How State Dairy Inspections Assess On-Farm Drugs

The U.S. Food and Drug Administration (FDA) Center for Veterinary Medicine (CVM) regulates all prescription and over-the-counter (OTC) drug use on dairy operations. All drugs used in dairy cattle/dairy goats must be approved by the FDA. Inspectors for the Indiana State Board of Animal Health (BOAH), as part of a routine inspection, will verify drugs present on the farm comply with CVM requirements.

Dairy farm inspectors look for three things regarding drugs on dairy operations:

  1.  Is it a drug?
  2.  Is it approved for use in dairy cattle/dairy goats?
  3.  Is it properly labeled and stored?

Is it a drug?

The Federal Food, Drug, and Cosmetic Act (FD&C Act) defines the term “drug” as “articles intended for use in the diagnosis, cure, mitigation, treatment, or prevention of disease in man or other animals.”

If an article (product/preparation) makes such a claim, then it is a drug for the purposes of dairy enforcement (inspection) and requires a drug label. Many drugs come with an FDA-approved label or a veterinarian’s label as required by the FDA. Products not normally considered as a drug may be deemed a drug during inspection based on a claim made on the label. This frequently happens for products to treat mastitis.

Homeopathic Nutritional Supplements

The FDA regulates veterinary homeopathic drugs in the same way as other animal drugs. Item 15r of the Pasteurized Milk Ordinance (PMO) requires that homeopathic drugs found on dairy operations comply with the drug labeling and storage requirements.

Dairy farm inspectors follow the PMO standard for use of drugs on dairy operations. These standards are applied to all drug use on dairy operations.

Is it approved for use in dairy cattle/dairy goats?

Products used in dairy animals must be specifically approved for lactating cows or goats. A product commonly administered to a beef cow (for example, Gold Spike) may not necessarily be FDA-approved for dairy cattle. The manufacturers’ label is essential to this determination.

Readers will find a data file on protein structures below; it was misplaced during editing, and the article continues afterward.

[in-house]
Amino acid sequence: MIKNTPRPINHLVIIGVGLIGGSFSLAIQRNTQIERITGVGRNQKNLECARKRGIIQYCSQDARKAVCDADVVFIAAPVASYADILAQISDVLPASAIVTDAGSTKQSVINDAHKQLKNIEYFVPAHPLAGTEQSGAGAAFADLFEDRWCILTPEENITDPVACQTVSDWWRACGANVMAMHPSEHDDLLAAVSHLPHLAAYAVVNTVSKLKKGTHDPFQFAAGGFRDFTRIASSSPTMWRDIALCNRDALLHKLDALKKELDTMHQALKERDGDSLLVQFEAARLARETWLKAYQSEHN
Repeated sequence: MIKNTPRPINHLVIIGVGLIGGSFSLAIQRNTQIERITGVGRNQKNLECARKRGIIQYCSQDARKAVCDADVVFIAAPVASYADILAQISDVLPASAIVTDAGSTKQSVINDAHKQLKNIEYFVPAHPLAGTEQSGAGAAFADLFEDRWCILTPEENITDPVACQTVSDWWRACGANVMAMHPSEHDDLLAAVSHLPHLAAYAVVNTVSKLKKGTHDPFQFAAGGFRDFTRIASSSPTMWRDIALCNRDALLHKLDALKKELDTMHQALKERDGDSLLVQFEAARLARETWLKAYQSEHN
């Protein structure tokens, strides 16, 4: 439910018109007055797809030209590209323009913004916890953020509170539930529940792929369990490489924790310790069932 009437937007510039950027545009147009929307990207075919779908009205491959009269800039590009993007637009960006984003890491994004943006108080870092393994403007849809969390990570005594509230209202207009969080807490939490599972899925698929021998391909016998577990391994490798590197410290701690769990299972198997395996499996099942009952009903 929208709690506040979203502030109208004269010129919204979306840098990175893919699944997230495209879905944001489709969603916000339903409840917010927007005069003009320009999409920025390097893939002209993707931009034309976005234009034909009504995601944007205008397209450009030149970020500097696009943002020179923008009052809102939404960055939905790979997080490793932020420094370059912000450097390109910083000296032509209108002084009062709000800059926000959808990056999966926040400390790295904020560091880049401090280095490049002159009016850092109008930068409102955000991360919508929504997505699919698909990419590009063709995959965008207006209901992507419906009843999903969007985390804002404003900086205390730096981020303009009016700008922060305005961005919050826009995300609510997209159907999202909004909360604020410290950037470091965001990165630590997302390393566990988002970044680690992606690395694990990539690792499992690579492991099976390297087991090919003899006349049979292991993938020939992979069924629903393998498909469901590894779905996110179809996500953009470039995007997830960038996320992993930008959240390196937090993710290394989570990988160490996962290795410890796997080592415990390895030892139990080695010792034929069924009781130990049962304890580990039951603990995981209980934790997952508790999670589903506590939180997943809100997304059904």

Is it properly labeled and stored?

All drugs should be stored in the way stated on the label, such as a refrigerator. During inspection, drugs not adequately separated by use (e.g., lactating versus dry cows) will be noted on the report.

 Extra-label products need to comply with the PMO to include a specified number of days withholding on the label. When appropriate, withholding should state zero days and not “no”.

Producers and veterinarians must understand what is on the labels of the products being dispensed. Most drugs will not require any additional labeling because the existing label meets FDA requirements. Some drugs may require additional labeling because they are being dispensed to a dairy herd and need additional information to meet the labeling requirements for dairy cattle.

Dairy producers need to read the labels of products they use to treat disease and supplement the nutrition of their dairy animals. In coordination with a veterinarian, with whom they have a valid veterinarian/client/patient relationship (VCPR), producers need to be sure that all products have a label that meets the standards of the Pasteurized Milk Ordinance and the Center for Veterinary Medicine as outlined.

Inspection Scores and Drugs Dairy drugs

can have a direct impact on a farm’s inspection score. Here are some important reminders for dairy farmers to remember:

  1.  Prohibited and unlabeled drugs on the dairy result in a five-point debit.
  2.  Incomplete drug labels on the dairy result in a two-point debit.
  3.  100 is a perfect score. 90 is passing. 89 is failing. During an interstate milk rating, failing scores, on a weighted basis, may result in a temporary loss in the ability of an individual or group of farms to ship milk in interstate commerce.                                    

  For more information about Indiana’s dairy inspection program and the PMO, go online to:

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